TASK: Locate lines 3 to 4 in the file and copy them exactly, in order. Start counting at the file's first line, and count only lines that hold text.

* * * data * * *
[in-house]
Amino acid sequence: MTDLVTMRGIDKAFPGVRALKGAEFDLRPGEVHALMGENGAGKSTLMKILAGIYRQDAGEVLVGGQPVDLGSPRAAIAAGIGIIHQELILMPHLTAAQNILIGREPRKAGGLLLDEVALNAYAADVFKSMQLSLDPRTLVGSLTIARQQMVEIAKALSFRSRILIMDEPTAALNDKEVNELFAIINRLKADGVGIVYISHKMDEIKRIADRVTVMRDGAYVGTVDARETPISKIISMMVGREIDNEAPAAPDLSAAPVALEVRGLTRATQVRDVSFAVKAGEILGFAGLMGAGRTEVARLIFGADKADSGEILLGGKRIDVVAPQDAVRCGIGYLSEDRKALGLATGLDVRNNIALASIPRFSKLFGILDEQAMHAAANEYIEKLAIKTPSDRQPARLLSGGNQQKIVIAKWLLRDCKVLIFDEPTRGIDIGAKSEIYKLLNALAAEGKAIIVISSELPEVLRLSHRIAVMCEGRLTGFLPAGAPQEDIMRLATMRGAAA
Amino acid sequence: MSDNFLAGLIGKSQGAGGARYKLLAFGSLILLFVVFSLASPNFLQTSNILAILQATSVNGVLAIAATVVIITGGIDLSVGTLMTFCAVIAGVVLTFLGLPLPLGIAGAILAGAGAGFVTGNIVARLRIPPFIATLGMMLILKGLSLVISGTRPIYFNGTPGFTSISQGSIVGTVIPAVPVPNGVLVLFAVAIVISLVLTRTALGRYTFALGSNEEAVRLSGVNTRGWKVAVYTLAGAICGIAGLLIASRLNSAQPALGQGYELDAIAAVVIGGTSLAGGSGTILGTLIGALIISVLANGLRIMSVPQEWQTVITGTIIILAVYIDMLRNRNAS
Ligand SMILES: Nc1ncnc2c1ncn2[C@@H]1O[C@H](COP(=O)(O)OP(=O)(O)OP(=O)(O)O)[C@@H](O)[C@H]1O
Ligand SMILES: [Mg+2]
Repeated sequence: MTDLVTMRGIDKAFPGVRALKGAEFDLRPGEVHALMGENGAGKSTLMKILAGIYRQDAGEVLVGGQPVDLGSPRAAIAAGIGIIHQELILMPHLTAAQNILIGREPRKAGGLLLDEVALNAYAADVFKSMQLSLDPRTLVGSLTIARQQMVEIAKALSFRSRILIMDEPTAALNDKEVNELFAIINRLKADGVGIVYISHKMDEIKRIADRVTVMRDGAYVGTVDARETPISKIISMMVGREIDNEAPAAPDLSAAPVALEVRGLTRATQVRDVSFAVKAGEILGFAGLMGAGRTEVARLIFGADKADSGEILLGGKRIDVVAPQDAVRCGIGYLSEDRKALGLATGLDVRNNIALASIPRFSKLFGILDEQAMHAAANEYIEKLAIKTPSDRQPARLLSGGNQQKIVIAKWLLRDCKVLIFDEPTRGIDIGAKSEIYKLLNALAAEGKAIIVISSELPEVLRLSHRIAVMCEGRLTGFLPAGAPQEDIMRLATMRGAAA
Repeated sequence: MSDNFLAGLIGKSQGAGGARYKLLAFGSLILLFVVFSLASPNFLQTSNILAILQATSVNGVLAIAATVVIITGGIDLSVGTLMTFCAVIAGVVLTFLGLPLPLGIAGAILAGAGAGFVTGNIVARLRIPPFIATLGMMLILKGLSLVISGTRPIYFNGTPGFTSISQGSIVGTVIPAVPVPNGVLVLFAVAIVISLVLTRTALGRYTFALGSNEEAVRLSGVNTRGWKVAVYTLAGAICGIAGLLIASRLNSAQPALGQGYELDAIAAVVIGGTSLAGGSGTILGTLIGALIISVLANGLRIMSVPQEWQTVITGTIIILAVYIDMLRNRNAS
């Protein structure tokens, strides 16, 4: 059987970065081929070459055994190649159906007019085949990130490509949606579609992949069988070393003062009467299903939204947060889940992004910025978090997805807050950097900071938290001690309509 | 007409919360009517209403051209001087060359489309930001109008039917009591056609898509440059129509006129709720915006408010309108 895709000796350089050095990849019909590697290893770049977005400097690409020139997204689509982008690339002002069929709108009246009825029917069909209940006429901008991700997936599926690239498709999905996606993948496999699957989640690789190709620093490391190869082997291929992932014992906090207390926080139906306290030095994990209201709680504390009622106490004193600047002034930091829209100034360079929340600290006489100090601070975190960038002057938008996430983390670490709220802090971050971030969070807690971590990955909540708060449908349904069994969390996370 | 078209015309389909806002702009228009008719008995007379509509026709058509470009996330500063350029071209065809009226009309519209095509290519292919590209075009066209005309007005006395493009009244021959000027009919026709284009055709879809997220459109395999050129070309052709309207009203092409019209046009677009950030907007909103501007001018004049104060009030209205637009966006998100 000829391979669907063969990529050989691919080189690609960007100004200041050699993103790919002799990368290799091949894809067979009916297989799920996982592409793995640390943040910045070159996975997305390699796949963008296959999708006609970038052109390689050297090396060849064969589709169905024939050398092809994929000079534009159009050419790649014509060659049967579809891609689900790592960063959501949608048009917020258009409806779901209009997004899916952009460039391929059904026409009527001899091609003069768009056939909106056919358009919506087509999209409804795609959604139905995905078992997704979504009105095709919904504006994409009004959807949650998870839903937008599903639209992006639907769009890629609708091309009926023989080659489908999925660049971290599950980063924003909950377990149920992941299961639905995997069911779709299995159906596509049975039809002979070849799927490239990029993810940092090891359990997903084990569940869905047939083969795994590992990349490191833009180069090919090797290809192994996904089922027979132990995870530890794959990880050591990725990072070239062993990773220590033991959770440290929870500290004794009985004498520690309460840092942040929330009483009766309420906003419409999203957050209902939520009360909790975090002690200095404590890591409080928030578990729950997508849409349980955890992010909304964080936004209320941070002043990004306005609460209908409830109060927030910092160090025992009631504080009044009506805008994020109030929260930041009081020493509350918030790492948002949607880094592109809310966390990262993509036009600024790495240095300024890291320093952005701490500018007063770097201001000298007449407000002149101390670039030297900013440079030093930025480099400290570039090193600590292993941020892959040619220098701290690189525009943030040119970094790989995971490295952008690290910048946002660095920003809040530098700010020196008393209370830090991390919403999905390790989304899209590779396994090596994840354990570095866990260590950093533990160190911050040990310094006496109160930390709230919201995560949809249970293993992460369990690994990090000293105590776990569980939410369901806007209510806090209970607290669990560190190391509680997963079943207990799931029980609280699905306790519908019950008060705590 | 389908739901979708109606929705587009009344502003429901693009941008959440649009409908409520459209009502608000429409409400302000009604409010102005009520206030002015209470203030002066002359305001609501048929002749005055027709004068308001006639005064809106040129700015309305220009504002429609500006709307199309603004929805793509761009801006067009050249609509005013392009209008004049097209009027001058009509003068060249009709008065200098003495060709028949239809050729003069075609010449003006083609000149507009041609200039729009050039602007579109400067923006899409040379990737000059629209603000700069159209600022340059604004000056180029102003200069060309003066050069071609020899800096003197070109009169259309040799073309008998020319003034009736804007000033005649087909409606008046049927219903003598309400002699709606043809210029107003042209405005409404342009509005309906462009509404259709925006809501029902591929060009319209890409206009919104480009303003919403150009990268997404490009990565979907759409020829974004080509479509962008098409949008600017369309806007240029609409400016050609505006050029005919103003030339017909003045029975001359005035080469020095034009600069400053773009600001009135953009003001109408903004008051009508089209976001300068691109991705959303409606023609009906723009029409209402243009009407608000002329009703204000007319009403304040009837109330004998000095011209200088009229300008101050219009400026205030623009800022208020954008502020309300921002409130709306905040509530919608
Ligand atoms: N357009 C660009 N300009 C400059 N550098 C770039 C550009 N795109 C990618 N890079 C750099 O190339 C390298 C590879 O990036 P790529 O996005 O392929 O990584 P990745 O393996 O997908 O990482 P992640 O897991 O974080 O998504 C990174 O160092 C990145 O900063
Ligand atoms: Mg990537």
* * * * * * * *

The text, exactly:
Amino acid sequence: MSDNFLAGLIGKSQGAGGARYKLLAFGSLILLFVVFSLASPNFLQTSNILAILQATSVNGVLAIAATVVIITGGIDLSVGTLMTFCAVIAGVVLTFLGLPLPLGIAGAILAGAGAGFVTGNIVARLRIPPFIATLGMMLILKGLSLVISGTRPIYFNGTPGFTSISQGSIVGTVIPAVPVPNGVLVLFAVAIVISLVLTRTALGRYTFALGSNEEAVRLSGVNTRGWKVAVYTLAGAICGIAGLLIASRLNSAQPALGQGYELDAIAAVVIGGTSLAGGSGTILGTLIGALIISVLANGLRIMSVPQEWQTVITGTIIILAVYIDMLRNRNAS
Ligand SMILES: Nc1ncnc2c1ncn2[C@@H]1O[C@H](COP(=O)(O)OP(=O)(O)OP(=O)(O)O)[C@@H](O)[C@H]1O